What Does the Global Energy Crisis Imply for the Metals?

The world is experiencing the very first Global Energy Crisis. In the 1970s, there was an Oil Crisis; presently, there is an Oil Crisis, Natural Gas Crisis, Coal Crisis, and Electricity Crisis simultaneously.

The ripple effects are being seen all over the world, firmly establishing the entire Commodities sector as one of the largest and most profitable chances for making money in the current economic climate.

As Russia plays hardball with Europe’s gas supply, the continent faces an uncertain energy future – and it is not alone in this regard. Since the beginning of the year, soaring Commodity prices across the Metals, Energies, and Agricultural markets have caused an unprecedented supply crunch, with experts warning that “the worst is yet to come.”

Important Basics for Commodity Markets

Currently, the Commodities markets are being compressed once more. This time from two directions: on the one hand, demand is exploding as the economies recover from the coronavirus pandemic. On the other hand, geopolitical factors impede sufficient supplies to meet this need.

While demand for energy has skyrocketed, decarbonization efforts have stifled investment in energy supplies. Ongoing geopolitical tensions have driven up natural gas prices, propelling benchmarks on both sides of the Atlantic past all-time record highs.

The price of natural gas has risen to 12 times its usual for this time of year, even though winter has not yet arrived. In the meantime, supply chain interruptions and labor shortages have exacerbated the imbalance between supply and demand.

In short, Natural Gas today competes with Oil as a geopolitical influencer. And there is not enough for everyone. The market has already experienced a number of spectacular ripple effects caused by the intensifying supply crunch.

Already 50% of the world’s production of Aluminum, Copper, Cobalt, Nickel, Lithium, Palladium, Platinum, Steel, Uranium, and Zinc has been shut down this year due to the massive commodity increase.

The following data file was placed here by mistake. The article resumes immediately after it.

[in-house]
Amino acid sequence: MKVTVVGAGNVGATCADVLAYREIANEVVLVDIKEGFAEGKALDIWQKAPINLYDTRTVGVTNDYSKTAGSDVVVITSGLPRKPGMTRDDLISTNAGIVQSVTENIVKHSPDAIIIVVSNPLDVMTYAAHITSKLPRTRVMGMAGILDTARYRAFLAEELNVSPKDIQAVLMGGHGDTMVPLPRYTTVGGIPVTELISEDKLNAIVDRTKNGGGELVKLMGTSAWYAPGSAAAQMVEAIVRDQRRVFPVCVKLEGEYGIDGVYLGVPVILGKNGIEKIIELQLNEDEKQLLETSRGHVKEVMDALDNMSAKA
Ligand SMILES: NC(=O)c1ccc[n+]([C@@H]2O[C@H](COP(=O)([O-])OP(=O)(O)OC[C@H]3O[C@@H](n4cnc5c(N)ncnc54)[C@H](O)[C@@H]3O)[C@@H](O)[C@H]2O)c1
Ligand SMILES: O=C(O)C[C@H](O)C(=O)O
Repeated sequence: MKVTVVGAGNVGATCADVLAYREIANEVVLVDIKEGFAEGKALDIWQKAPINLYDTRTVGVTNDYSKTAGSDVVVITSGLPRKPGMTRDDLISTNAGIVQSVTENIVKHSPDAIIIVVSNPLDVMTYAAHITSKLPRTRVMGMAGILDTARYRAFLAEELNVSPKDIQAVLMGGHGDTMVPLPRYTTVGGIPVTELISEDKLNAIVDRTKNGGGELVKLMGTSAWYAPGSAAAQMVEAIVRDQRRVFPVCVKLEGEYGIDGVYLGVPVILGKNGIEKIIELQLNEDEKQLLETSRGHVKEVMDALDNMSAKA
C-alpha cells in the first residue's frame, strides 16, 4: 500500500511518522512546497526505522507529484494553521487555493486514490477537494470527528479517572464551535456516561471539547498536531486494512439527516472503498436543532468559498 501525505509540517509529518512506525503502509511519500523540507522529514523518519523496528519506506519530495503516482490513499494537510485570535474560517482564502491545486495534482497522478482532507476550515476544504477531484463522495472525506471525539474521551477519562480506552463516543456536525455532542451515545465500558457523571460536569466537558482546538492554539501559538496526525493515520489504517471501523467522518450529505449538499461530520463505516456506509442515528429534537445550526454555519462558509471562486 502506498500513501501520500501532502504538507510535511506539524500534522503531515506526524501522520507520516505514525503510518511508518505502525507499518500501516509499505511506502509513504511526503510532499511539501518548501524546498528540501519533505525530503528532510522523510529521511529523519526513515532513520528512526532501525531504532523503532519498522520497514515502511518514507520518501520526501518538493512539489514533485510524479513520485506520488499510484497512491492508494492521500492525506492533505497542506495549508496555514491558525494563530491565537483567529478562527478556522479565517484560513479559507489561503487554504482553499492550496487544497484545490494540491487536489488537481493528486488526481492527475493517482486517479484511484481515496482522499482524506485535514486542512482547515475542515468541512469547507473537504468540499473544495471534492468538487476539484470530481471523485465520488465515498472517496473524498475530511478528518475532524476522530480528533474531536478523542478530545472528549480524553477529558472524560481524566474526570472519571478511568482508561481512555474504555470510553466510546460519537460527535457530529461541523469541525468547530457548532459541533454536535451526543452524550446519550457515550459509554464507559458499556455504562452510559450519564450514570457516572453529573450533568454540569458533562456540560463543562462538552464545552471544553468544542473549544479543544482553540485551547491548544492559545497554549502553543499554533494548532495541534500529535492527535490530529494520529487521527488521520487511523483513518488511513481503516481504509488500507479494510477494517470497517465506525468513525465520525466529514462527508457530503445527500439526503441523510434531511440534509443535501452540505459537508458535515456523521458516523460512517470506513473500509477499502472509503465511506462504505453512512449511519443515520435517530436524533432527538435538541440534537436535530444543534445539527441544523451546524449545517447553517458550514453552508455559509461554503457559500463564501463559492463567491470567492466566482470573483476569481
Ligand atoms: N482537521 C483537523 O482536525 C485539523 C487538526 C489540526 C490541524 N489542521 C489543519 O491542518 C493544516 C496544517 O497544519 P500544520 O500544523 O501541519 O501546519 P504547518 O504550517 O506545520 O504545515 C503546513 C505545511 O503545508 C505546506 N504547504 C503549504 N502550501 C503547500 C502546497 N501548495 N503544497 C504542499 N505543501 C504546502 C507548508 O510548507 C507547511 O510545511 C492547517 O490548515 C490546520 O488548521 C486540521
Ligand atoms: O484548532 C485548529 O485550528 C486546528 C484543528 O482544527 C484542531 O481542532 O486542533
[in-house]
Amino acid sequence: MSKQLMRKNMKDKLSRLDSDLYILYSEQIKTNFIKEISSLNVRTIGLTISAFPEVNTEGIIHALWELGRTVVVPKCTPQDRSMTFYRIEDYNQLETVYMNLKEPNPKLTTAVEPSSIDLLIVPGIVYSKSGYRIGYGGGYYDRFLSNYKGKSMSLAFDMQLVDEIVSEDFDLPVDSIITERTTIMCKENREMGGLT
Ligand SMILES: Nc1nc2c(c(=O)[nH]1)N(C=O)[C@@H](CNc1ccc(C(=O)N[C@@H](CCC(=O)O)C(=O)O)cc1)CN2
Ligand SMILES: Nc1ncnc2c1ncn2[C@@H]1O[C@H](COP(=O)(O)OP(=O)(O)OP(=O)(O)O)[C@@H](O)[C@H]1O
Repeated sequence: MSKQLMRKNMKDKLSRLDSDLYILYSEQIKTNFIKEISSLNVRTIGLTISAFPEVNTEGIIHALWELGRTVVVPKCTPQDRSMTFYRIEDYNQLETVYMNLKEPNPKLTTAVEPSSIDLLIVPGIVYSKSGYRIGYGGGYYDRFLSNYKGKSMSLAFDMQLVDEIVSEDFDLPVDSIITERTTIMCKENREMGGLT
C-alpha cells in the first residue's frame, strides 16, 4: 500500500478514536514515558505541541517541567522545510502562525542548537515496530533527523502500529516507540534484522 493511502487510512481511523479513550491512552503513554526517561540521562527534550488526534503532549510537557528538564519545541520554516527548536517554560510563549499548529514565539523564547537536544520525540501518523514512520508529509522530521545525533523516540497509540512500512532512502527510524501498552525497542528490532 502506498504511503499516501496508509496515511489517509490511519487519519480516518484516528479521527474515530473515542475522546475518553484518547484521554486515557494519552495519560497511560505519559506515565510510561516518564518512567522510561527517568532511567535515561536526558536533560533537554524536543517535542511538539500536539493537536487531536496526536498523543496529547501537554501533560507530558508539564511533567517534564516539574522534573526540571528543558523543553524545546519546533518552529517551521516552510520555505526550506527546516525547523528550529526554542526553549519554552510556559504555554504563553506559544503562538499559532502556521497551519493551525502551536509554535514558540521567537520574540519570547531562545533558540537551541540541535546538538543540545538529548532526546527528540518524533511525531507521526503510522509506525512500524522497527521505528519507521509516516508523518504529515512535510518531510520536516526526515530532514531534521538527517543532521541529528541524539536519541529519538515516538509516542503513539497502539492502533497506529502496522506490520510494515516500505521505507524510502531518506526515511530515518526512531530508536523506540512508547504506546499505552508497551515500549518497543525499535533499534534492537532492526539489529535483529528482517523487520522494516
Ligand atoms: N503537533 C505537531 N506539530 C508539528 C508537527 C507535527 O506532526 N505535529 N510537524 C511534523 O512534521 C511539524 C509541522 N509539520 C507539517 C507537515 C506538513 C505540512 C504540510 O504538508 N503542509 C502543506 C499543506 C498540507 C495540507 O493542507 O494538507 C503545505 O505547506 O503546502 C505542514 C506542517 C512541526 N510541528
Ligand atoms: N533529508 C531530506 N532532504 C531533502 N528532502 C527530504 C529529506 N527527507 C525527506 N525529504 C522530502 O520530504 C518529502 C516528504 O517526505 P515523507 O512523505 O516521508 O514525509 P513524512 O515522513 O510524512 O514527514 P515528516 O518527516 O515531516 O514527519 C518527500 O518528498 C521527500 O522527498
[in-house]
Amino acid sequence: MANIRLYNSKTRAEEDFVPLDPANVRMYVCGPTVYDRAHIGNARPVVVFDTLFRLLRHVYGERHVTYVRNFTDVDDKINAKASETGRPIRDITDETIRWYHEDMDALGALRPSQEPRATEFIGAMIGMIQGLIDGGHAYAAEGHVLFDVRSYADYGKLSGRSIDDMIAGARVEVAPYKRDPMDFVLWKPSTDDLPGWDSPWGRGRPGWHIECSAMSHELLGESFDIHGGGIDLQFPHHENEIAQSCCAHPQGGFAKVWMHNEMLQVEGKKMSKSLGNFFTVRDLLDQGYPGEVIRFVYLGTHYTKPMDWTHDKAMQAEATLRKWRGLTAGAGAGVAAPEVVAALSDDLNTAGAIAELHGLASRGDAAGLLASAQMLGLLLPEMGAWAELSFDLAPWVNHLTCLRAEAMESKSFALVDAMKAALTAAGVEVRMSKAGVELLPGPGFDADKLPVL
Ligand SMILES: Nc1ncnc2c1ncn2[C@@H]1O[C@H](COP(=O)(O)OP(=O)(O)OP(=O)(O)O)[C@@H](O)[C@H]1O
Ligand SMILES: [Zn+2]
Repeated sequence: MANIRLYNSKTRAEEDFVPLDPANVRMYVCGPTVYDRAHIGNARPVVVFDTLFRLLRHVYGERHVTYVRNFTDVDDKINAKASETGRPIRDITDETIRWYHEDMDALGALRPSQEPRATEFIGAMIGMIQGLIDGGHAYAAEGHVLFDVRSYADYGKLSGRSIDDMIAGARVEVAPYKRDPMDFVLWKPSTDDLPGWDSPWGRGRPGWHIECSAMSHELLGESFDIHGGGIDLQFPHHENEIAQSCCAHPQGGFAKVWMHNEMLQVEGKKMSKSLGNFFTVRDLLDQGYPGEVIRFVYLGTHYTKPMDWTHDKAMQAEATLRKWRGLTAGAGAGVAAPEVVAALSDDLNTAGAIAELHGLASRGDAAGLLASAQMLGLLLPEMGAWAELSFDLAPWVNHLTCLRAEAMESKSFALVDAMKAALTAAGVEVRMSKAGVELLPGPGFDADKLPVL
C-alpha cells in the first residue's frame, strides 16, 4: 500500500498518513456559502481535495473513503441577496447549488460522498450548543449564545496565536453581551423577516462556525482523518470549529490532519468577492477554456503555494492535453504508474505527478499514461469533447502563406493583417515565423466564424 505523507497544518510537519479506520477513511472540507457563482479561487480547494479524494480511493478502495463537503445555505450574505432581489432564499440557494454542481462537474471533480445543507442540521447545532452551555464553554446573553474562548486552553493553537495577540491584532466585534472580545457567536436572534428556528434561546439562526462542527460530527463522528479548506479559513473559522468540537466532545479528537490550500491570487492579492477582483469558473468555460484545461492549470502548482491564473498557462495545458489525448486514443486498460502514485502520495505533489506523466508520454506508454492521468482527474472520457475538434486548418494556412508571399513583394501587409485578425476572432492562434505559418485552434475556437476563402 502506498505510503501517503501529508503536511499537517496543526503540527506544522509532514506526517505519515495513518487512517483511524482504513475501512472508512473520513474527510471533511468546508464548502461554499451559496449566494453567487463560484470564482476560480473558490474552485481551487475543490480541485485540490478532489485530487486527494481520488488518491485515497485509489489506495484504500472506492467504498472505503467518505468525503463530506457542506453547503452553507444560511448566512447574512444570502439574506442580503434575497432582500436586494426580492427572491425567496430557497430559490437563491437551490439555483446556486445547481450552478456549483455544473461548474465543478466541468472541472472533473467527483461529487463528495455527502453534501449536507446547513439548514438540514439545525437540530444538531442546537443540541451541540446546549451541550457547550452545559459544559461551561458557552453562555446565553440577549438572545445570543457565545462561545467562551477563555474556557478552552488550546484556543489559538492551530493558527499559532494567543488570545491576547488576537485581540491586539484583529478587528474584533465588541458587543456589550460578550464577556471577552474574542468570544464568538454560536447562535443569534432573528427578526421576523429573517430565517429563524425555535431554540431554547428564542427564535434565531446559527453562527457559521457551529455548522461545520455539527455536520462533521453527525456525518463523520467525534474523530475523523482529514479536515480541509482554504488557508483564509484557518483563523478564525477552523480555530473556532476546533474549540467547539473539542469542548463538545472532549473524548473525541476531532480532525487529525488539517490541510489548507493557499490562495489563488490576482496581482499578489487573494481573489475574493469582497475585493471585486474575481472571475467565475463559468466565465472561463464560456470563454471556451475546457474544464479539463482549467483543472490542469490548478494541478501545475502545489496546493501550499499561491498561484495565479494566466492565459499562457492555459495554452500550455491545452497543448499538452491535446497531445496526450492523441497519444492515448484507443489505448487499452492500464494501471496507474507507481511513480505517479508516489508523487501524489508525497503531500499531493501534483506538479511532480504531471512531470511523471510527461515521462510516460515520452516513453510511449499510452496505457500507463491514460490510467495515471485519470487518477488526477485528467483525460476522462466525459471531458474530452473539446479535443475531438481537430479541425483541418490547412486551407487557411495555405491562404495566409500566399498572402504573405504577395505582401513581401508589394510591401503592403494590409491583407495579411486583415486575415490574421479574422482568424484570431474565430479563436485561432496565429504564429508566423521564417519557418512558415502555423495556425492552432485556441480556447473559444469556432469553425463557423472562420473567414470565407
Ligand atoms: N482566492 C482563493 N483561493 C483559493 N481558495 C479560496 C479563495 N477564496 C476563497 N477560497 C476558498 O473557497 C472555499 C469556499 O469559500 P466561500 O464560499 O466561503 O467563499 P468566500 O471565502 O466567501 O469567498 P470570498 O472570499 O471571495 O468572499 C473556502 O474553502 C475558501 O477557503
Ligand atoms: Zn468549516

The Season and Commodity Costs

Once the colder weather sets in, energy prices will rise again, making it more expensive to produce the essential commodities the world needs to function and survive – resulting in further global production cuts, mine and refinery closures, and eye-popping shipping costs – and opening the door to an even greater price squeeze in the future.

In fact, early indicators are quite promising. This week, Silver, which is officially an industrial metal used in solar panels, medicinal and electrical gadgets, experienced its greatest one-day change since February 2021. Platinum, Palladium, and Copper prices rose to multi-year highs elsewhere. While Uranium prices soared beyond $50 per pound — surpassing the record high established in the spring when Russia invaded Ukraine – Russia invaded Ukraine.

Throughout this year, some top Wall Street institutions, including Goldman Sachs, JPMorgan Chase, and Bank of America, have labeled commodities as their “preferred asset class for the next decade.” In recent days, the cacophony of Wall Street’s largest institutions recommending investors to reinvest in commodities – anticipating the next significant step upward – has become louder.

Leave a Comment